Global Database on Child Growth and Malnutrition

Description


The Z-score or standard deviation classification system

There are three different systems by which a child or a group of children can be compared to the reference population: Z-scores (standard deviation scores), percentiles, and percent of median. For population-based assessment—including surveys and nutritional surveillance—the Z-score is widely recognized as the best system for analysis and presentation of anthropometric data because of its advantages compared to the other methods (5). At the individual level, however, although there is substantial recognition that Z-score is the most appropriate descriptor of malnutrition, health and nutrition centers (e.g. supplementary feeding programmes in refugee camps) have been in practice reluctant to adopt its use for individual assessment. A detailed description of the three systems, including a discussion of their strengths and weaknesses, can be found elsewhere (5, 14).

In this database, weight-for-height, height-for-age and weight-for-age are interpreted by using the Z-score classification system. The Z-score system expresses the anthropometric value as a number of standard deviations or Z-scores below or above the reference mean or median value. A fixed Z-score interval implies a fixed height or weight difference for children of a given age. For population-based uses, a major advantage is that a group of Z-scores can be subjected to summary statistics such as the mean and standard deviation. The formula for calculating the Z-score is (5):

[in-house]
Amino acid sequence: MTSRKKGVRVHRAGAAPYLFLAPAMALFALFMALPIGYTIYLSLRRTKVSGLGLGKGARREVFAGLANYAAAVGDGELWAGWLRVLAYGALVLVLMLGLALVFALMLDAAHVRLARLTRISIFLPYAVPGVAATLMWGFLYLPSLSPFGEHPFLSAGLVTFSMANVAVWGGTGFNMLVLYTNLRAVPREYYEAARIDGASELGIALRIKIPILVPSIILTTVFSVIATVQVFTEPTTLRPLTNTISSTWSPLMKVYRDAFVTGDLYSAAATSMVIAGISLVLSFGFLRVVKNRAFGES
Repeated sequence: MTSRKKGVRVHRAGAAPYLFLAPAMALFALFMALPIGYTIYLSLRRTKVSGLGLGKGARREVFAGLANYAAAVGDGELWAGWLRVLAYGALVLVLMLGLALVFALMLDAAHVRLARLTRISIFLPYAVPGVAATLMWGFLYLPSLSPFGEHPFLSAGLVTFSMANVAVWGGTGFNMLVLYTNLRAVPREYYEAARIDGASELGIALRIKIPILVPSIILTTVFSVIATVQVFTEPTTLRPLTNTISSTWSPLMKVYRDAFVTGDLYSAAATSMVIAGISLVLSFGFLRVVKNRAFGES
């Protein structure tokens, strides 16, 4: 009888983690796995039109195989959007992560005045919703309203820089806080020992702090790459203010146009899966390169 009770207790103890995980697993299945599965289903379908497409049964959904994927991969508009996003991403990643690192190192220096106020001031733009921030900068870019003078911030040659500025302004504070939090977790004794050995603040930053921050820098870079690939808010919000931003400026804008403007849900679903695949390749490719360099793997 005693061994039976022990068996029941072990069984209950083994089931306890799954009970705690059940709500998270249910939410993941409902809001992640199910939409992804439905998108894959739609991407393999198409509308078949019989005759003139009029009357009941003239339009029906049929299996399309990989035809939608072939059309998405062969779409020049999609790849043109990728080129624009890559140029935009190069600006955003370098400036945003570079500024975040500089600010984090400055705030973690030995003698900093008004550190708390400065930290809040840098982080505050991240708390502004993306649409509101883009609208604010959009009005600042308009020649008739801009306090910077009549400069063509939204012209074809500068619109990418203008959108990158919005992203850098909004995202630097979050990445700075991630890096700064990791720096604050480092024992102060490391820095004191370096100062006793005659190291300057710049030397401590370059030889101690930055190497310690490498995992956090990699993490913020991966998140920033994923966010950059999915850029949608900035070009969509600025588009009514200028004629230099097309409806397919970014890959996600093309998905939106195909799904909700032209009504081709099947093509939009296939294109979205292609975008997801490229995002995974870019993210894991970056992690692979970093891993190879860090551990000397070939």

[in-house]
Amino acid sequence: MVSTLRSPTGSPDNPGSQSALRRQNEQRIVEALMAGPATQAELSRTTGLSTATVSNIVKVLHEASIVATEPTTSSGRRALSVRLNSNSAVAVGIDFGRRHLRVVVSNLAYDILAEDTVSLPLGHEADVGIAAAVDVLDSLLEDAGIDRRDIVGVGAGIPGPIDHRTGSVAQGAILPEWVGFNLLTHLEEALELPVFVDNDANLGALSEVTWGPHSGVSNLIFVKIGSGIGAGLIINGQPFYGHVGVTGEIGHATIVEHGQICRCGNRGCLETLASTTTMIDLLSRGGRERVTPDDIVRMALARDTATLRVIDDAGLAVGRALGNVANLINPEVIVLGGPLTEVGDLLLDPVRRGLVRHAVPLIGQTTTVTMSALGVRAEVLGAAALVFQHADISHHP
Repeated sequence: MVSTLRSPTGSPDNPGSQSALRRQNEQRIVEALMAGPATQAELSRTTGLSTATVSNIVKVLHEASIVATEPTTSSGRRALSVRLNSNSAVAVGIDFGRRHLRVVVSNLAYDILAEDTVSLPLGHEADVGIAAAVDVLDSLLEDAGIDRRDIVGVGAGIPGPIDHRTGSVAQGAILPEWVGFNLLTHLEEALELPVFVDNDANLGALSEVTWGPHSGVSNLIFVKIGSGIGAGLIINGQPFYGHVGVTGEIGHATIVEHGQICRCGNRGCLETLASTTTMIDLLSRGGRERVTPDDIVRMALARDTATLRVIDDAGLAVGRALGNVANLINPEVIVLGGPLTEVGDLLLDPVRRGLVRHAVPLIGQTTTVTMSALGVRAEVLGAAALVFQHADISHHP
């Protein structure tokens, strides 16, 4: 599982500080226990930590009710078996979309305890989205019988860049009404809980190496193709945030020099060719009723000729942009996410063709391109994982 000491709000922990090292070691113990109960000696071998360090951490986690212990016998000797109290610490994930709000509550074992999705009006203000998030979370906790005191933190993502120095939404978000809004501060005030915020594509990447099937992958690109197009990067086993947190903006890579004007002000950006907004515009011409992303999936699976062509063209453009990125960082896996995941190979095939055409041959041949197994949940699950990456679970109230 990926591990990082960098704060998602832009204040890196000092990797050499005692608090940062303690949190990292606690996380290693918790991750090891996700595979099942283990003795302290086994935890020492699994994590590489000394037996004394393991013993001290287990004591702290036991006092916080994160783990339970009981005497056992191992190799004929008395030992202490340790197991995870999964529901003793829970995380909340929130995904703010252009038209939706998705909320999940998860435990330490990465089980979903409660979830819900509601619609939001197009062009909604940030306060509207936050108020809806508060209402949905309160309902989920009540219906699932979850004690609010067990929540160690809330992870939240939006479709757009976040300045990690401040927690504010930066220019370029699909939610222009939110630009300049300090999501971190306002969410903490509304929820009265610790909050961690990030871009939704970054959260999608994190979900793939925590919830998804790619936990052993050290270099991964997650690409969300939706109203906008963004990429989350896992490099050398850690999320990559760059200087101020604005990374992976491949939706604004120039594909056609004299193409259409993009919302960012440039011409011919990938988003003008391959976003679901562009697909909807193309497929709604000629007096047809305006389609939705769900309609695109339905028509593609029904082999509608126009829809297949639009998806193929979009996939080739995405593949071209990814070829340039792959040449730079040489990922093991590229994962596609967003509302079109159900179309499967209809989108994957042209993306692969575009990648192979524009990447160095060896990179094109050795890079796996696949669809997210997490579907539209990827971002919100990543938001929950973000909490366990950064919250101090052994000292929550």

Z-score (or SD-score) = (observed value - median value of the reference population) / standard deviation value of reference population

Interpreting the results in terms of Z-scores has several advantages:

  • The Z-score scale is linear and therefore a fixed interval of Z-scores has a fixed height difference in cm, or weight difference in kg, for all children of the same age. For example, on the height-for-age distribution for a 36-month-old boy, the distance from a Z-score of -2 to a Z-score of -1 is 3.8 cm. The same difference is found between a Z-score of 0 and a Z-score of +1 on the same distribution. In other words, Z-scores have the same statistical relation to the distribution of the reference around the mean at all ages, which makes results comparable across ages groups and indicators.
  • Z-scores are also sex-independent, thus permitting the evaluation of children's growth status by combining sex and age groups.
  • These characteristics of Z-scores allow further computation of summary statistics such as means, standard deviations, and standard error to classify a population's growth status.
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